Murder conviction under review

MURDERED: Teddy Simpson.
MURDERED: Teddy Simpson.

THE case of a Wyke man convicted over the 2007 murder and torture of a Bradford businessman is under review.

Edward ‘Teddy’ Simpson, 56, was brutally murdered and his body dumped in Wyke.

Anthony Davies, 28, of Lloyds Drive, Low Moor, and Darren Martin, 38, of Markfield Avenue, Low Moor, were given life sentences after a jury convicted them of murdering Mr Simpson in August 2009.

Johnny Daniels, 36, of Cutler Heights Lane, Bradford, was jailed for 13 years and Anthony Neale, 29, of Nice View, Leeds, was given 12 years for conspiracy to rob, but the jury at Bradford Crown Court cleared them of murder.

A spokesman for the Criminal Cases Review Commission confirmed the department was now reviewing the prosecution of Anthony Paul Davies, then of Lloyds Drive, Low Moor, Bradford, as well as Errol Witter, then of Woodhouse, Leeds, who were both given life sentences for their part in the killing.

A spokesman said people convicted of crimes who had lost their appeals could apply to the CCRC to have their case looked at again.

He said any new evidence or the possibility of an unsafe conviction may be investigated, and the CCRC will decide whether or not there are grounds to send the cases back to the appeal court. He said: “In this case we have decided that further investigation is required.”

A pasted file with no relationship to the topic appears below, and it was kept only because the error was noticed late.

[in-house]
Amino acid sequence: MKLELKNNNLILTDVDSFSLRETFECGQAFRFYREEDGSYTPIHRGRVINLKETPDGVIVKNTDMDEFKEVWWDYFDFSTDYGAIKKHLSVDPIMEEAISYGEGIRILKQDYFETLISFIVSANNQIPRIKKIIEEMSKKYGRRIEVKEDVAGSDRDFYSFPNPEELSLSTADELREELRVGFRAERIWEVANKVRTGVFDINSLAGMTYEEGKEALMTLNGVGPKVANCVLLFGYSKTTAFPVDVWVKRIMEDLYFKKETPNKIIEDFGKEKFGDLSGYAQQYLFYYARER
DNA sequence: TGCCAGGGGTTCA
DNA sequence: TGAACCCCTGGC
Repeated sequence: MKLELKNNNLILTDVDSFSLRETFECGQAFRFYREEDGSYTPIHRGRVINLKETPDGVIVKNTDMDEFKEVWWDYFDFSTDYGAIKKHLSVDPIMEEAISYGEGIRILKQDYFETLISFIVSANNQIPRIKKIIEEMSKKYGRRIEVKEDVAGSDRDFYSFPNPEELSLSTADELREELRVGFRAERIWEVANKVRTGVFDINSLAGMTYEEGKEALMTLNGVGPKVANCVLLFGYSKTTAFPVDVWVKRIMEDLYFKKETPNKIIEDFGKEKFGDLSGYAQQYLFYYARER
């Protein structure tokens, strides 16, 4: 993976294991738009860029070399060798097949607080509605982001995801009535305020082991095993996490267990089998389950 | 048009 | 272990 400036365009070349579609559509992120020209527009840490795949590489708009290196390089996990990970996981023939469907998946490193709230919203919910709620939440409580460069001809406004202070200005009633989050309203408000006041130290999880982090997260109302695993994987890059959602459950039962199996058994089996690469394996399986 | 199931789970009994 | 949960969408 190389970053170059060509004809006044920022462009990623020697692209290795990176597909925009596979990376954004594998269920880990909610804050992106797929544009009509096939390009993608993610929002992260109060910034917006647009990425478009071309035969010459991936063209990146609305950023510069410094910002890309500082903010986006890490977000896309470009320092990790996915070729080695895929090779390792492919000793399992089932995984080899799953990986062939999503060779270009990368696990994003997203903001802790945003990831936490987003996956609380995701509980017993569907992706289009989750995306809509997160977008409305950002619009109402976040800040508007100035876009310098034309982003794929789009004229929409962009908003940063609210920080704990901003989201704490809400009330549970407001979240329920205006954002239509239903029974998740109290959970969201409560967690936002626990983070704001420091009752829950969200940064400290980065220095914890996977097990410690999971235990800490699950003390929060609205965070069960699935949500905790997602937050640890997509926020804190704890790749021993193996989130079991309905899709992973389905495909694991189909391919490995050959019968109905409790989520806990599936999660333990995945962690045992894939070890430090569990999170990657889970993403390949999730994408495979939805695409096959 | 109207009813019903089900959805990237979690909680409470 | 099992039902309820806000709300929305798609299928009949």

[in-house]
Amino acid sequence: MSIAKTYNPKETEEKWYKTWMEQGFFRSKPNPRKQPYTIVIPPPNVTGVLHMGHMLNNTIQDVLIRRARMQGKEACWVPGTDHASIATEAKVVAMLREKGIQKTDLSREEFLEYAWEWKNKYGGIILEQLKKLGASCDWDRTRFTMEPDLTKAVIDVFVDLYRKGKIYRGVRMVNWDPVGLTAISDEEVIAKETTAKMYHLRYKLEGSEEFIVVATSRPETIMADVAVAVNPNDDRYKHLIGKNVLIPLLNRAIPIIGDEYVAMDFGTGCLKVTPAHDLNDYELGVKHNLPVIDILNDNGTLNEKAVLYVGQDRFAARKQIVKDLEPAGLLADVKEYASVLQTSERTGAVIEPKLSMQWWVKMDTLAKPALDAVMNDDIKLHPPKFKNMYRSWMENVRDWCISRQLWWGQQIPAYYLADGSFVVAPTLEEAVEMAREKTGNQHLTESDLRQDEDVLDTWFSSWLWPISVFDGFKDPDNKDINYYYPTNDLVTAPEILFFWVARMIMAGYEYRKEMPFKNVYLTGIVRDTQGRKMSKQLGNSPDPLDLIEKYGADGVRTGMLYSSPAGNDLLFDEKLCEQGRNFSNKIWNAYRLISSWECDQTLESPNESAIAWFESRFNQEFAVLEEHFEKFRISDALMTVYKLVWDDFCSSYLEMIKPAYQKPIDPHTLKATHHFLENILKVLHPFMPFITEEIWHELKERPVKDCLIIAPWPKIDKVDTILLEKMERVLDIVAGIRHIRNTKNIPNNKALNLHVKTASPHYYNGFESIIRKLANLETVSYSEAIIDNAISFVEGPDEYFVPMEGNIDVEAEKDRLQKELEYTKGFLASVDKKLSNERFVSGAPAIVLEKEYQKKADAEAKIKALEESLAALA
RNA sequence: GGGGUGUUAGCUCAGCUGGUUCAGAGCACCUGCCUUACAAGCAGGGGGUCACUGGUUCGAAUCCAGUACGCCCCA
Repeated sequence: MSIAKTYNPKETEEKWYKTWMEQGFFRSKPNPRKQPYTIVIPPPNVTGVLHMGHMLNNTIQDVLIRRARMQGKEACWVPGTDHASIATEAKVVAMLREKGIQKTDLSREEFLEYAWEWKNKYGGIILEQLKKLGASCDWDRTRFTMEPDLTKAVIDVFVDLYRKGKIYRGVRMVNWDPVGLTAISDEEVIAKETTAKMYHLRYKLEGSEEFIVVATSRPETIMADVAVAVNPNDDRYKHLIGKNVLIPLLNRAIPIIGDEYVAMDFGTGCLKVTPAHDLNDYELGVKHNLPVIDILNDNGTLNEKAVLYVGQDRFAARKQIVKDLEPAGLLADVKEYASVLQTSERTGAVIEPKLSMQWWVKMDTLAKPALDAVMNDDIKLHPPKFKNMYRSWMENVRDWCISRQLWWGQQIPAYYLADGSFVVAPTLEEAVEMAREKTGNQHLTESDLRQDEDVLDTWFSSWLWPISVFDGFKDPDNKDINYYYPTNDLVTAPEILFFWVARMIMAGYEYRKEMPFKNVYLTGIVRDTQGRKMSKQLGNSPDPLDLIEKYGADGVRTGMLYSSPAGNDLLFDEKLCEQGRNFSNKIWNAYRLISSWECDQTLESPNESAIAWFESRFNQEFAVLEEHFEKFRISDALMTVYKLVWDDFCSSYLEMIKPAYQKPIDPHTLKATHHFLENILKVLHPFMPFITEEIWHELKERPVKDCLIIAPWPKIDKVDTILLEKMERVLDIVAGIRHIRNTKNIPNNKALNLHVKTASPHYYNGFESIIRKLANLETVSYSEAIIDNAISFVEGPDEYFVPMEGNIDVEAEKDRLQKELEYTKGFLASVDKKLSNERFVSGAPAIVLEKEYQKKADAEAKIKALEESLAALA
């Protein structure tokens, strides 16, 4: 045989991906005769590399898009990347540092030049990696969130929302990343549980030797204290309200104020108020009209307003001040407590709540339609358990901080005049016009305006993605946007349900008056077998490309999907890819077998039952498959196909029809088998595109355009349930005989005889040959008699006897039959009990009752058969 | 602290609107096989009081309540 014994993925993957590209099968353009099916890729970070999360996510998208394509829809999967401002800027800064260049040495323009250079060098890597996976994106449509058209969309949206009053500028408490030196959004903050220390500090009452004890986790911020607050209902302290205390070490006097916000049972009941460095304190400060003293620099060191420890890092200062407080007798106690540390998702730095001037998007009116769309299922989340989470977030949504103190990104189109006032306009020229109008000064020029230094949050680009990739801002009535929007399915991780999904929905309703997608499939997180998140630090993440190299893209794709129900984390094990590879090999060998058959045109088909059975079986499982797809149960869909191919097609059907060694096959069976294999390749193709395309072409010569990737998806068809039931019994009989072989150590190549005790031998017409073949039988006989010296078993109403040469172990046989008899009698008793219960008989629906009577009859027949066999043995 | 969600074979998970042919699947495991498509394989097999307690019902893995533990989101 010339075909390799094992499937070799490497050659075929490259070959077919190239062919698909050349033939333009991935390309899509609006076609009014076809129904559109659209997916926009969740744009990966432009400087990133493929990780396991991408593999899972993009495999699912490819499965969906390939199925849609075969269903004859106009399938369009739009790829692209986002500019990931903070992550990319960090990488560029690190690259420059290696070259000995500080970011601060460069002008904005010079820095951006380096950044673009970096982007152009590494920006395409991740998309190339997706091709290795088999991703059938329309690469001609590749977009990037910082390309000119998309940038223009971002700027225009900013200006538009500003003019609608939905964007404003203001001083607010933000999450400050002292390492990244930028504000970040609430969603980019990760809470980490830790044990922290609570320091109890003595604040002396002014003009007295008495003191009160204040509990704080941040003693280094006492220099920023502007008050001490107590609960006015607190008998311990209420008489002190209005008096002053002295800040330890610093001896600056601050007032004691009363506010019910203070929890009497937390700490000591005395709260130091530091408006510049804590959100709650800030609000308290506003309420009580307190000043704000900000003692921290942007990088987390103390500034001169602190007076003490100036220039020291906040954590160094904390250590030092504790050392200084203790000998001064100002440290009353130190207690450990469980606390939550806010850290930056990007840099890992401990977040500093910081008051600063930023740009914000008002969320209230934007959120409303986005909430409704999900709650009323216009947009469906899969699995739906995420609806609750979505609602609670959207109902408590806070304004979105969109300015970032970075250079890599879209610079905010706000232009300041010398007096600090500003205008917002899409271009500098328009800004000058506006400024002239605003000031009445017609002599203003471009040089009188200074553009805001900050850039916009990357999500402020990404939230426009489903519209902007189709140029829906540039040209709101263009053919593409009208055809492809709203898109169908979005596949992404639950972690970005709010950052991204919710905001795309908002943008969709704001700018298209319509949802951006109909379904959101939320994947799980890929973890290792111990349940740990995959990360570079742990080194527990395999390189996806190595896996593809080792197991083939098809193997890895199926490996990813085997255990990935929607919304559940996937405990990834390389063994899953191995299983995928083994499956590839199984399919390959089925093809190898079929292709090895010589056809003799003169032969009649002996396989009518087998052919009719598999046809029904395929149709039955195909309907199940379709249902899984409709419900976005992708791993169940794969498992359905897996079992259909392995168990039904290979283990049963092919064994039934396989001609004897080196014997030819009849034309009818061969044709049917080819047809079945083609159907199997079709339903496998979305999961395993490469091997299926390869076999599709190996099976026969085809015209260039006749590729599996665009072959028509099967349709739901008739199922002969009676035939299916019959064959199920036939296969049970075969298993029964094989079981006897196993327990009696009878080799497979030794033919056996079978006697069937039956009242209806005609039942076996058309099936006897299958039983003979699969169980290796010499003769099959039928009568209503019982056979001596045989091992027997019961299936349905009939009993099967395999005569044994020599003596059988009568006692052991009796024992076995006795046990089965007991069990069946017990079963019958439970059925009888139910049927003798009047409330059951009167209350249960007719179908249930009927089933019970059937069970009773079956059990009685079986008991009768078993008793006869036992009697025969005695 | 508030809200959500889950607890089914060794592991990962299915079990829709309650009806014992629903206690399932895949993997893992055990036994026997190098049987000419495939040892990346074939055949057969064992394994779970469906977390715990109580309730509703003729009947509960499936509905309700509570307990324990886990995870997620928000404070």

The case was featured in a BBC documentary this week about new ‘supergrass’ laws, which have led to criminals having their time in prison cut by more than 80 per cent in return for giving evidence in Court against their criminal associates.

The programme makers raised concerns over whether the laws could guard against the pitfalls of using questionable witnesses.

The case was used as an example because one man implicated in the killing, Sonny Stewart, of Bankfoot, Bradford, gave information about others involved, and had his charge reduced to manslaughter.

Davies applied for his case to be re-examined in November 2011 and Whitter in April this year.

The investigation is likely to take months.